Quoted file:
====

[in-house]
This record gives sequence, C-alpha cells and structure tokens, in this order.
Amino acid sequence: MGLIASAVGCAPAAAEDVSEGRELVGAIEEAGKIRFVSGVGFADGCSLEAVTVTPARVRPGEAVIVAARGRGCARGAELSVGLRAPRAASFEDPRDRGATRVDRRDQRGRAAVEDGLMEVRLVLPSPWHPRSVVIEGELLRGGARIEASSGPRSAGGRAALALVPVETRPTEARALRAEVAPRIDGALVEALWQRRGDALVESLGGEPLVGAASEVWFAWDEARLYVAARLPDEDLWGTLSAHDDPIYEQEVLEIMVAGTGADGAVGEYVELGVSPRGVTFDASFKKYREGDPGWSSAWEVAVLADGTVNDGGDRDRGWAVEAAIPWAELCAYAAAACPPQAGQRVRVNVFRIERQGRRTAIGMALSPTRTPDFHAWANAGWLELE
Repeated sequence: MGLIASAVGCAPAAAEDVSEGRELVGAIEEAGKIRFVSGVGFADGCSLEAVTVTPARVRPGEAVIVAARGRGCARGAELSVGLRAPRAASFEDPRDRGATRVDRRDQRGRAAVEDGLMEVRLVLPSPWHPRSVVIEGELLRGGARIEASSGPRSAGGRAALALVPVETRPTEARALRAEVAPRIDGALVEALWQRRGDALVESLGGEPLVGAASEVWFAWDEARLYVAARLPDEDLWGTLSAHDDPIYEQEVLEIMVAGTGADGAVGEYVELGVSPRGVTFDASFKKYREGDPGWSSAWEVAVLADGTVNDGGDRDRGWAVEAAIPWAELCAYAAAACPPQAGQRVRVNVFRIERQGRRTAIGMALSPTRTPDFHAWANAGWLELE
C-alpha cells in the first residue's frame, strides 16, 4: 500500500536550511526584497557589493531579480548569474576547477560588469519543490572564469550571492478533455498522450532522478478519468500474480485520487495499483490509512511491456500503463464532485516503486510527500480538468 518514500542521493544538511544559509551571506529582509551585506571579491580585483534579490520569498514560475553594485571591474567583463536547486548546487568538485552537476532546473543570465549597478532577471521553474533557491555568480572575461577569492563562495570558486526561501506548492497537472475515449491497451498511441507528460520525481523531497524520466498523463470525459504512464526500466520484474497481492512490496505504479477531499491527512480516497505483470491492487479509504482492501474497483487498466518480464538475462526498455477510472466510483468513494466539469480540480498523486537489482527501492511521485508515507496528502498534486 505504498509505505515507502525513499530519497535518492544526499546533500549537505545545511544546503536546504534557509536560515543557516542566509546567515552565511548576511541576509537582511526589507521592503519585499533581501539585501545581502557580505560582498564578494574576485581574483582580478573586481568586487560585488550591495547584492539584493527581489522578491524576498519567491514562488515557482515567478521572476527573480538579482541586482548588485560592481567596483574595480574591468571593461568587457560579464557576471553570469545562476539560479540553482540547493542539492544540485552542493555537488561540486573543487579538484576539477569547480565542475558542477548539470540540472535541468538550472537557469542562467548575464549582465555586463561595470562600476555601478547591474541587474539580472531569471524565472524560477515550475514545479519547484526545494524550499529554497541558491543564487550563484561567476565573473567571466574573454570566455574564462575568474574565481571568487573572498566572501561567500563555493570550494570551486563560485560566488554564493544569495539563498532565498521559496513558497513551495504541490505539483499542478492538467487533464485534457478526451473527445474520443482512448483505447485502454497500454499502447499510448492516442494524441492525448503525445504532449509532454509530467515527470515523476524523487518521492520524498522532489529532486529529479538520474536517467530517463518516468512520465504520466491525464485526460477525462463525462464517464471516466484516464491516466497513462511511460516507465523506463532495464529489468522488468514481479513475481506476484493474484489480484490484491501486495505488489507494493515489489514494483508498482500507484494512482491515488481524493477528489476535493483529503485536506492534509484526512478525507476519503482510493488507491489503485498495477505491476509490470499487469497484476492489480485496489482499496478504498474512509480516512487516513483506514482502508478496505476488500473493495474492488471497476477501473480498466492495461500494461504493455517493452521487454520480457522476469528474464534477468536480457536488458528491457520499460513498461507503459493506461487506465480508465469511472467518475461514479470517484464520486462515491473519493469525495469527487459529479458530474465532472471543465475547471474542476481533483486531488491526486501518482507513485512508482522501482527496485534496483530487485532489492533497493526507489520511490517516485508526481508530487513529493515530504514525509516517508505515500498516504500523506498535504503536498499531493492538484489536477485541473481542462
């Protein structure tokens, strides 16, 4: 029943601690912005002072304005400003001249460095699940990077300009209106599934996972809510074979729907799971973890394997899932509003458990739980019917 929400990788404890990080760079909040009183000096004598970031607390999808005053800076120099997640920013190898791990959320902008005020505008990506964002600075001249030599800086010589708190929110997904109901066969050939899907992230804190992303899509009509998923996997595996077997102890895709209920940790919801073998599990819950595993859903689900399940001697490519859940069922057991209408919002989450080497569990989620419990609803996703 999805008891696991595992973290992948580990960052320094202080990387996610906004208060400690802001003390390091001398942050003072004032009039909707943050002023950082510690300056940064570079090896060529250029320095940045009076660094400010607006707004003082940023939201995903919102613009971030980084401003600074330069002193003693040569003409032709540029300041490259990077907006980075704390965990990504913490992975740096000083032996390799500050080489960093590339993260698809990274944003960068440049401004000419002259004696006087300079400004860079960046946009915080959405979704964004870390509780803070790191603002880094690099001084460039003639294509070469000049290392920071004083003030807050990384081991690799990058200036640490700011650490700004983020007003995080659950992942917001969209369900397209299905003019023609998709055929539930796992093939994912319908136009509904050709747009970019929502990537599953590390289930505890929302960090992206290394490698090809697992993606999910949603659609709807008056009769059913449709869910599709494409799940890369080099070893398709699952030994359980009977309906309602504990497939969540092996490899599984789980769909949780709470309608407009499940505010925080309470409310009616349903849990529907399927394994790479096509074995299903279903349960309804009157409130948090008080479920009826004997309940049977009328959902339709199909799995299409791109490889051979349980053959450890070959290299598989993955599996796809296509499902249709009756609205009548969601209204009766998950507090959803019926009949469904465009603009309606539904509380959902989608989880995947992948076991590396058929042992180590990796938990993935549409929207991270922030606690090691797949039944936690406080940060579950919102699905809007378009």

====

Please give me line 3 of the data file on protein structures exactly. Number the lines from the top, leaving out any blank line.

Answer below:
Amino acid sequence: MGLIASAVGCAPAAAEDVSEGRELVGAIEEAGKIRFVSGVGFADGCSLEAVTVTPARVRPGEAVIVAARGRGCARGAELSVGLRAPRAASFEDPRDRGATRVDRRDQRGRAAVEDGLMEVRLVLPSPWHPRSVVIEGELLRGGARIEASSGPRSAGGRAALALVPVETRPTEARALRAEVAPRIDGALVEALWQRRGDALVESLGGEPLVGAASEVWFAWDEARLYVAARLPDEDLWGTLSAHDDPIYEQEVLEIMVAGTGADGAVGEYVELGVSPRGVTFDASFKKYREGDPGWSSAWEVAVLADGTVNDGGDRDRGWAVEAAIPWAELCAYAAAACPPQAGQRVRVNVFRIERQGRRTAIGMALSPTRTPDFHAWANAGWLELE